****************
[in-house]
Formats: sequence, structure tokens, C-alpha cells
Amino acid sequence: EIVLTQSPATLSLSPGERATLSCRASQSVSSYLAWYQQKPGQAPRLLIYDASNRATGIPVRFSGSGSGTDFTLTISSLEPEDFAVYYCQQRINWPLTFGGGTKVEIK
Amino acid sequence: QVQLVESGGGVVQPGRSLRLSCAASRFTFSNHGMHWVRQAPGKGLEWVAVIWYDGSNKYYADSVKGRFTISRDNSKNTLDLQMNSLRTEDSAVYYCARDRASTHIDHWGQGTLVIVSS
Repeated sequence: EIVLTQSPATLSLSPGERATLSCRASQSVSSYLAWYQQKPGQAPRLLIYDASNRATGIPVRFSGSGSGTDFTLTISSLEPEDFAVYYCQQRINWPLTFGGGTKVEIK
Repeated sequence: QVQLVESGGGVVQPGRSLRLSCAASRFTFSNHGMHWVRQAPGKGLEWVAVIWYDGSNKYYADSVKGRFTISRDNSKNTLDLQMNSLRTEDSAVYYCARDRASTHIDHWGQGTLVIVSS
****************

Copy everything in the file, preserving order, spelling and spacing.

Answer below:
[in-house]
Formats: sequence, structure tokens, C-alpha cells
Amino acid sequence: EIVLTQSPATLSLSPGERATLSCRASQSVSSYLAWYQQKPGQAPRLLIYDASNRATGIPVRFSGSGSGTDFTLTISSLEPEDFAVYYCQQRINWPLTFGGGTKVEIK
Amino acid sequence: QVQLVESGGGVVQPGRSLRLSCAASRFTFSNHGMHWVRQAPGKGLEWVAVIWYDGSNKYYADSVKGRFTISRDNSKNTLDLQMNSLRTEDSAVYYCARDRASTHIDHWGQGTLVIVSS
Repeated sequence: EIVLTQSPATLSLSPGERATLSCRASQSVSSYLAWYQQKPGQAPRLLIYDASNRATGIPVRFSGSGSGTDFTLTISSLEPEDFAVYYCQQRINWPLTFGGGTKVEIK
Repeated sequence: QVQLVESGGGVVQPGRSLRLSCAASRFTFSNHGMHWVRQAPGKGLEWVAVIWYDGSNKYYADSVKGRFTISRDNSKNTLDLQMNSLRTEDSAVYYCARDRASTHIDHWGQGTLVIVSS